Administrative measures

If it is necessary for you to have an IP right cancelled or revoked after it has been registered, administrative measures is something which should be considered.

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The administrative measures serve as an alternative to initiating court proceedings. They are often less expensive compared to a full court proceeding.

Depending on the case, an administrative review may lead to the cancellation or revocation of the IP right. The result of the cancellation of an IP right is that it is deemed never to have existed. Revocation means that the right has been valid, but that it ceases to exist from the date the request for revocation was submitted.

The following administrative measures exist within the field of IP:


Administrative review; An administrative review of a patent may be filed by anyone who wishes a patent to be found invalid in full or in part.

This measure is similar to an opposition, but an administrative review can only be based on a lack of novelty and inventive step. There is no deadline for submitting an administrative review, but the opposition period for the patent must have expired. In some circumstances, it is also possible to request an administrative review even if the patent has ceased.

Administrative patent limitation of a granted patent is an alternative for the patent holder in order to limit or withdraw a granted patent. This may be an alternative when the patent holder needs to limit the scope of patent protection. Administrative patent limitation may be requested after the opposition deadline has expired and, in some cases, also after the patent has expired.


The requirements for the registration of designs are not examined by the Norwegian IPO or the EUIPO, hence the possibility of requesting the cancellation of a design registration by way of an administrative review can be an important mechanism against designs which should not have been registered. It is important in these cases that the cancellation applicant submits proof as to why the registration does not fulfill the registration requirements, alternatively why the registration is an infringement of the cancellation applicant’s own rights.


Revocation due to non-use is an important mechanism in the European trademark system. Under this mechanism a trademark registration can be revoked if the registration has not been taken into genuine use for the registered goods/services within 5 years after registration. The genuine use requirement has been introduced to prevent prior rights holders who are lacking a commercial interest in the mark from blocking others from using or registering the same or similar marks.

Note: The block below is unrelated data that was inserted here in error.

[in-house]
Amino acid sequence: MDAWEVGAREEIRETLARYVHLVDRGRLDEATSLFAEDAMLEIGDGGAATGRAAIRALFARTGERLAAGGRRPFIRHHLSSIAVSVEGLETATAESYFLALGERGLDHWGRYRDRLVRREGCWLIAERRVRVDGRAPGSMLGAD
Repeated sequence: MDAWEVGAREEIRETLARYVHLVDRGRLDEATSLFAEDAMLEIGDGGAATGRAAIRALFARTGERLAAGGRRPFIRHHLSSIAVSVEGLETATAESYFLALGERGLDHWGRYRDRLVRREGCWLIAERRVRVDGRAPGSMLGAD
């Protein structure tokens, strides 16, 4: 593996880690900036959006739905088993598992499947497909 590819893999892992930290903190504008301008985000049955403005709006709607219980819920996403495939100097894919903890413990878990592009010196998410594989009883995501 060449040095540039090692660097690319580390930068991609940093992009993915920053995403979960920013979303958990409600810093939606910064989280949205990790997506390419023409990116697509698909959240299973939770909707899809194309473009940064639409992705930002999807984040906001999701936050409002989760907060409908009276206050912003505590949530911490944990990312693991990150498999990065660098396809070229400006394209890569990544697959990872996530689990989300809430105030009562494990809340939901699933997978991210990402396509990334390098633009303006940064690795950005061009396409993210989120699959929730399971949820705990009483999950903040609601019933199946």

Cancellation of a registration is possible if the mark for example has been registered despite its lack of distinctive character or because there exist prior rights preventing registration.

A registration can also be revoked if the mark has become the commonly used term within the relevant business sector (degeneration).

Company names

A prior sign (registered or unregistered trade mark, company name) which is protected in Norway can be used as a basis to cancel a later and conflicting company name registration by way of an administrative review.

The proprietor of the earlier sign must file the administrative review within three years after registration of the later company name. If the administrative review is successful, the company name must be changed. The three year deadline is important; if the three year period has expired, a prior rights holder instead has to initiate regular court proceedings in order to have the later company name changed.

Domain names

It is not uncommon that the proprietor of a trade mark discovers that a third party has registered the trade mark as a domain name. If the domain name is identical with the trade mar or there is a likelihood of confusion with the trade mark, and if the trade mark proprietor is able to prove that the domain name registration was made in bad faith, the trade mark proprietor may demand that the domain name is transferred to them or that it is deleted.

Complaints against .no domain names must be submitted to Norid within three years after registration of the domain names. If the three year period has expired, the rights holder has to present its claim to the relevant court.

If the domain name e.g. is a gTLD (generic top.level domain) such as .com, a complaint must be submitted to WIPO.

What can Protector offer?

We have extensive experience in handling administrative measures within all the above mentioned IP fields. We handle cases ourselves before the Norwegian IPO, the European Patent Office (EPO), the European Intellectual Property Office (EUIPO) and WIPO in relation to domain name complaints. We also assist our clients in such cases in other jurisdictions via a network of local partners.